I’m an unabashed Girardian (RIP, M. Girard) so Matthew Distefano’s book contained few, if any, surprises. “All Set Free” is a lucid and sometimes “chatty” read: it never pretends to be an obfuscatory theological tome. And that’s a Darn Good Thing.
This is not to say that this slim volume lacks any power, precision or weight. Distefano tackles tough questions which have exercised thinking minds for centuries: Is God violent? Did God demand “satisfaction” or retribution by sending Jesus to the cross? Is “salvation” universal or only for the lucky minority? (Distefano doesn’t use the word “lucky” but his deconstruction of Calvinistic election expertly lights up serious flaws in Neo-Fundamentalist arguments.)
The position of “All Set Free” is present in the title: Distefano has no doubt – nor do I – that the living God is non-violent, peace-loving and -seeking and the active practitioner of reconciliation and restorative justice, not the monstrous creation of human minds who traffic in blood, violence and retribution, subsequently projecting our horror onto the Creator.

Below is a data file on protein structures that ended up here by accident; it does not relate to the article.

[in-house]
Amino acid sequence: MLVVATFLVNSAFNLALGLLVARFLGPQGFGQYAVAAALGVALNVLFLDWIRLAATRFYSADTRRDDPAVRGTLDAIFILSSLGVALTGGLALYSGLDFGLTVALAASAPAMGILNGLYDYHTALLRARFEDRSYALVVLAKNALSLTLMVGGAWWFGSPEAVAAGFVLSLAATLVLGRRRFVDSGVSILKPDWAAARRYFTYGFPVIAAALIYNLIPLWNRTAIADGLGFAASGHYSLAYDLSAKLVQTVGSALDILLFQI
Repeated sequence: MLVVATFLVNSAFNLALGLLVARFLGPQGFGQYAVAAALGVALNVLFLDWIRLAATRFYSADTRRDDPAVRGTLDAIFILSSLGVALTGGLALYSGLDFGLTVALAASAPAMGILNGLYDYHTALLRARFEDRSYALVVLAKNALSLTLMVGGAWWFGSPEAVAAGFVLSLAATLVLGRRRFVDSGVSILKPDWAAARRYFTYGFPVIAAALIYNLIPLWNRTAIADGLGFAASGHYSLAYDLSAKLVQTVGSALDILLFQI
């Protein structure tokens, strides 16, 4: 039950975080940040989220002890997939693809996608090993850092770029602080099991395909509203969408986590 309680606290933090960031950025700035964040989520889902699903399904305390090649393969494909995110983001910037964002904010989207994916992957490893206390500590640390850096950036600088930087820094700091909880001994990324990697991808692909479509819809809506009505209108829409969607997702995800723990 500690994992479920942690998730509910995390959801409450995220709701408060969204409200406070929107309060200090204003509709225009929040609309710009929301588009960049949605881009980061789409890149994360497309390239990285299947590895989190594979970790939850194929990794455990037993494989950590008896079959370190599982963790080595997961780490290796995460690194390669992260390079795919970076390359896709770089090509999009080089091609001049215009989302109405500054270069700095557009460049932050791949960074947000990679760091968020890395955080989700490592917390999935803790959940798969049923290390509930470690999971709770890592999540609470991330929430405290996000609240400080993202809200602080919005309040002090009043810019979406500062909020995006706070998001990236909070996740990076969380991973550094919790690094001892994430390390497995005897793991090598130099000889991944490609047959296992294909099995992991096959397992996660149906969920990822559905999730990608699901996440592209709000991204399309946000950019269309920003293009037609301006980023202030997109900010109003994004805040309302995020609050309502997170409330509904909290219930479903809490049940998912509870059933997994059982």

In short, Distefano knows his stuff and does an excellent job of distilling it into a clear and readable form. Nor should the book’s slimness cause anyone to think that it is “slight”: it is much harder to achieve such disciplined modulation than to fling wide the theological dictionary and pour out thousands upon thousands of words. Both kinds of writing have their place. “All Set Free” is an excellent place to begin, which is not “damning with faint praise”!
Many will in any case find the book challenging. My hope is that those who are beginning truly to love the living God with all their mind will find in Matthew Distefano’s work exactly the hope that I believe Jesus came to offer humankind.